Teacher resources and professional development across the curriculum

Teacher professional development and classroom resources across the curriculum            Solutions for Session 9, Part C

See solutions for Problems: C1 | C2 | C3 | C4 | C5 | C6| C7| C8| C9| C10| C11
C12| C13| C14| C15| C16| C17| C18| C19 | C20| C21| C22   Problem C1 Don't forget about the order of operations. The units digit will be identical to that of (4 * 6) + (3 * 4), or 4 + 2 = 6.   Problem C2 The units digit of the second number is the same as that of (2 * 2) + (6 * 2), or 4 + 2 = 6. Therefore, it's true.   Problem C3 The units digit is the same as that of (2 * 3 + 7 * 7) * (8 + 5 * 8 * 8 * 8), or (6 + 9) * (8 + 0), or 5 * 8 = 0.   Problem C4 Yes, this is true. At each step, we reduce our calculation to the units digit -- for example, 7 * 7 = 49, so we use 9. The end result is the units digit of the sum, or product, of all the units digits used throughout. We can do this only because things that occur in the tens digit, or any other higher digit, cannot affect the result in the units digit.   Problem C5 When dividing by 10, the quotient will always be the number, beginning with the tens digit. For example, 7,536 divides into 10 a total of 753 times. The remainder is, therefore, the units digit only.   Problem C6     Problem C7 No, order doesn't count. This can be seen from the symmetry in the table -- each side of the main diagonal is identical.   Problem C8 Because addition on numbers is commutative already (a + b = b + a), we would expect the remainder of two identical numbers to still be identical. So our table, made of remainders, must be commutative.   Problem C9 No. Again, both sides of the main diagonal are identical.   Problem C10 Multiplication on numbers is commutative (ab = ba), so our table of remainders, based on a full multiplication table, must also be commutative.   Problem C11 Sure, adding 0 to an original number doesn't change it, so it cannot change the remainder.   Problem C12 Yes. It can be read from the table: we want to find the second number that makes the sum 0. In each row and column of our table, 0 occurs exactly once, so there is a single opposite number for each given number.   Problem C13 If our number is n, the opposite is (10 - n). If our number is 0, the opposite is 0, since 10 is not in the system.   Problem C14 Sure, multiplying by 1 won't change an original number, so it can't change the remainder.   Problem C15 Only 1, 3, 7, and 9 have reciprocals, since they each have exactly one 1 in their rows and columns of the table. No other number has any 1 in its row or column.   Problem C16 The numbers 1, 3, 7, and 9 are all the numbers that do not share a common factor with 10. This allows the 1 to appear as a units digit. For example, multiples of 2 will all be even, so there cannot be a multiple of 2 that ends with a 1. The same is true of any number that shares a common factor with 10, so these do not have reciprocals. It is more difficult to guarantee (prove!) that the others must have a single 1 in their rows and columns, but a useful observation is that each number of 0 through 9 occurs exactly once in these numbers' rows and columns.   Problem C17 For addition and multiplication, both systems have commutativity, associativity, and identity. In both systems, every number has an opposite.   Problem C18 No, it isn't true -- for example, 5 * 4 = 0. One explanation is that there is now more than one number that equals 0: 10, 20, 30, 40 ... . If we can find two numbers that multiply to make any multiple of 10, this will be a 0 in our table. Also, there are numbers in our table that share factors with 10, so it is possible to find a pair that creates a multiple of 10. This is not possible in ordinary arithmetic, because no number has 0 as a factor. There is a lot more here; you might try making the same table with other bases. Low numbers are good starting points, because their tables are easy to produce. Some tables do have the property that if two numbers multiply to 0, one must be 0 -- maybe you can find which ones.   Problem C19 There are tons of patterns. One is that two numbers which are opposites (3 and 7, for example) will have rows and columns which reverse each other. Another is that 0 appears in a multiplication row twice for multiples of 2, five times for multiples of 5, and ten times for multiples of 10. Another is that 1, 3, 7, and 9 occur only in their own rows and columns in the multiplication table.   Problem C20 All are closed under addition, except for the odd integers. All five sets are closed under multiplication. The only set which is closed under division is the positive real numbers.   Problem C21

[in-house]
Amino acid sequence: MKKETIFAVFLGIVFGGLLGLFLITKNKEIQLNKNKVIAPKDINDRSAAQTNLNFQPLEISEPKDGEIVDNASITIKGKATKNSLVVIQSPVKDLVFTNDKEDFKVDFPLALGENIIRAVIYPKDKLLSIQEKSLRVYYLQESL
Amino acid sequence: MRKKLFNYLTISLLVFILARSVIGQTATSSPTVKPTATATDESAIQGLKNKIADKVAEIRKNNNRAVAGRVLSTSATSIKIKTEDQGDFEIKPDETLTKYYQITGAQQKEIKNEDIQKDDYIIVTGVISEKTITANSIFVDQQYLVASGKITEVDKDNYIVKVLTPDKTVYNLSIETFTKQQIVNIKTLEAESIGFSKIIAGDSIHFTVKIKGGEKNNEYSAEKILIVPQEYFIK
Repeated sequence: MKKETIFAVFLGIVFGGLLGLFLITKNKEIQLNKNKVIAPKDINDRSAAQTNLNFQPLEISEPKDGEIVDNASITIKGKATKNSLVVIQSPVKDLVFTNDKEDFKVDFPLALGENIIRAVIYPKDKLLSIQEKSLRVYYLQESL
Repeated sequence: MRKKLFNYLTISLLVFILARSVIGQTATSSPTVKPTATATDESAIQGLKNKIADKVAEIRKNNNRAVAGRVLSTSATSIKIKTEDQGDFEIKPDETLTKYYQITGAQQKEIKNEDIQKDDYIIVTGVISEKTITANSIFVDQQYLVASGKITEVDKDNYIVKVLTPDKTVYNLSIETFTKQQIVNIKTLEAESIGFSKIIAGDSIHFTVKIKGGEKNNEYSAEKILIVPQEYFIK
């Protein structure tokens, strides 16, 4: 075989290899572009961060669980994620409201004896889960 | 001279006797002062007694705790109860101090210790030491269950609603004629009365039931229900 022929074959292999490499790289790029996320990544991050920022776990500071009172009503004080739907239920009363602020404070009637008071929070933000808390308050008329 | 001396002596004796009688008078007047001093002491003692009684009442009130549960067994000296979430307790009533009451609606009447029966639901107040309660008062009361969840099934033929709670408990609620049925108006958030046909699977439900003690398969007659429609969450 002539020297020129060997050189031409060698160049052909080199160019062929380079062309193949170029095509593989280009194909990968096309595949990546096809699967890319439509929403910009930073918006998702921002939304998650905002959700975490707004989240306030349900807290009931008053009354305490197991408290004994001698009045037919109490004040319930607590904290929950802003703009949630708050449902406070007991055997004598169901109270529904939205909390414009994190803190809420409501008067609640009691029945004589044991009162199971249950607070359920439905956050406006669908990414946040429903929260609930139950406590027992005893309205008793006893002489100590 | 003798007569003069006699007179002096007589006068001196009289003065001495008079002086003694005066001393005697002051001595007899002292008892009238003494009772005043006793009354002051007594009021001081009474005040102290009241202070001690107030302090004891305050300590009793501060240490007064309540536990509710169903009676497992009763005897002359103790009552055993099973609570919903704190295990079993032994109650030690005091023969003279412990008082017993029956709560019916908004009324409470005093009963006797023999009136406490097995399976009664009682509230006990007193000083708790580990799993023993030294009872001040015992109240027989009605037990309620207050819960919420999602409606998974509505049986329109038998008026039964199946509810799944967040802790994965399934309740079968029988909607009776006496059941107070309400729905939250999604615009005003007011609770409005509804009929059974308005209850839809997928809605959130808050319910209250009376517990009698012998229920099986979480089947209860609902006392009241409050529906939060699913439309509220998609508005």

• The first set does not have identity or inverses. The identity should be 0, but 0 is not in the set. • The second set has identity, but does not have inverses. The identity, 1, is in the set, but most numbers do not have inverses. • The third set has identity and inverses. The identity, 0, is in the set, and every number has an inverse (its opposite). • The fourth set has identity, but does not have inverses. The identity, 1, is in the set, but most numbers do not have inverses. • The fifth set has neither identity nor inverses. There is no identity element for division; many people think 1 is the identity, since 7 / 1 = 7 works for any number. However, 1 / 7 = 7 would also have to be true, and it is not.   Problem C22

 • The first set is not a field, since there is no identity for addition (0 is not in the set). • The second is a field. • The third is not a field, since there is no identity for multiplication (1 is not in the set). • The fourth is not a field, since one element (2) does not have an inverse under multiplication. • The fifth is a field.     Session 9: Index | Notes | Solutions | Video